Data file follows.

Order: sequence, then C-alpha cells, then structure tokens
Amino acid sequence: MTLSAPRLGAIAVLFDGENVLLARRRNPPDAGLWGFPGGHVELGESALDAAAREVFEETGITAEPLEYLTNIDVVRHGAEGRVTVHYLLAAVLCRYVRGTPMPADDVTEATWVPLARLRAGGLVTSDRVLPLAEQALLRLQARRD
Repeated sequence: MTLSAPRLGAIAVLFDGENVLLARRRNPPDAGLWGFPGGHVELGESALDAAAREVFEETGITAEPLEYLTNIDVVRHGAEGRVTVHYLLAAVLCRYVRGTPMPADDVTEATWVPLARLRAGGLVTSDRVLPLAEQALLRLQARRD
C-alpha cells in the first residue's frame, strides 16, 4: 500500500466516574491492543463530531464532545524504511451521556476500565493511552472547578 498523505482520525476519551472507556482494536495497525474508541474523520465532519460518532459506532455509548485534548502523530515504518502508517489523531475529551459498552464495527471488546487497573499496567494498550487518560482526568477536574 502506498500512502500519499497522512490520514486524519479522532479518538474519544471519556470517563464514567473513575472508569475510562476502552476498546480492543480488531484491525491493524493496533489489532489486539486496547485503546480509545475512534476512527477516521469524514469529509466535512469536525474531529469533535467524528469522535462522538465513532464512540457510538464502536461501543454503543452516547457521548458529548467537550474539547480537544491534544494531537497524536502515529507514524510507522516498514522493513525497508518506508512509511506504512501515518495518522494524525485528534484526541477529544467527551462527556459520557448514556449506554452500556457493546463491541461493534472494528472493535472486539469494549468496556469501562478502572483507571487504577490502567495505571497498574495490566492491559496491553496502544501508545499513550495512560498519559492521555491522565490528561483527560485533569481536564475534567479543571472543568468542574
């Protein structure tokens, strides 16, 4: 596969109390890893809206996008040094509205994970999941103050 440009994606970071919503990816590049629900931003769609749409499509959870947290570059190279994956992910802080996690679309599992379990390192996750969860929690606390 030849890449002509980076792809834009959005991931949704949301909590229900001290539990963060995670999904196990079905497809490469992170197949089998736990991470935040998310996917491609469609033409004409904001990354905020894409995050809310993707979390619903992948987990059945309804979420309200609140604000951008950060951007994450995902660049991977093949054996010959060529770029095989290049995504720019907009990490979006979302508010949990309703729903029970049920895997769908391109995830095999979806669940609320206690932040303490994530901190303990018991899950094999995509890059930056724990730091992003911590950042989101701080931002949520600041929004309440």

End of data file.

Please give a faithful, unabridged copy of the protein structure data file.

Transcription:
Order: sequence, then C-alpha cells, then structure tokens
Amino acid sequence: MTLSAPRLGAIAVLFDGENVLLARRRNPPDAGLWGFPGGHVELGESALDAAAREVFEETGITAEPLEYLTNIDVVRHGAEGRVTVHYLLAAVLCRYVRGTPMPADDVTEATWVPLARLRAGGLVTSDRVLPLAEQALLRLQARRD
Repeated sequence: MTLSAPRLGAIAVLFDGENVLLARRRNPPDAGLWGFPGGHVELGESALDAAAREVFEETGITAEPLEYLTNIDVVRHGAEGRVTVHYLLAAVLCRYVRGTPMPADDVTEATWVPLARLRAGGLVTSDRVLPLAEQALLRLQARRD
C-alpha cells in the first residue's frame, strides 16, 4: 500500500466516574491492543463530531464532545524504511451521556476500565493511552472547578 498523505482520525476519551472507556482494536495497525474508541474523520465532519460518532459506532455509548485534548502523530515504518502508517489523531475529551459498552464495527471488546487497573499496567494498550487518560482526568477536574 502506498500512502500519499497522512490520514486524519479522532479518538474519544471519556470517563464514567473513575472508569475510562476502552476498546480492543480488531484491525491493524493496533489489532489486539486496547485503546480509545475512534476512527477516521469524514469529509466535512469536525474531529469533535467524528469522535462522538465513532464512540457510538464502536461501543454503543452516547457521548458529548467537550474539547480537544491534544494531537497524536502515529507514524510507522516498514522493513525497508518506508512509511506504512501515518495518522494524525485528534484526541477529544467527551462527556459520557448514556449506554452500556457493546463491541461493534472494528472493535472486539469494549468496556469501562478502572483507571487504577490502567495505571497498574495490566492491559496491553496502544501508545499513550495512560498519559492521555491522565490528561483527560485533569481536564475534567479543571472543568468542574
């Protein structure tokens, strides 16, 4: 596969109390890893809206996008040094509205994970999941103050 440009994606970071919503990816590049629900931003769609749409499509959870947290570059190279994956992910802080996690679309599992379990390192996750969860929690606390 030849890449002509980076792809834009959005991931949704949301909590229900001290539990963060995670999904196990079905497809490469992170197949089998736990991470935040998310996917491609469609033409004409904001990354905020894409995050809310993707979390619903992948987990059945309804979420309200609140604000951008950060951007994450995902660049991977093949054996010959060529770029095989290049995504720019907009990490979006979302508010949990309703729903029970049920895997769908391109995830095999979806669940609320206690932040303490994530901190303990018991899950094999995509890059930056724990730091992003911590950042989101701080931002949520600041929004309440």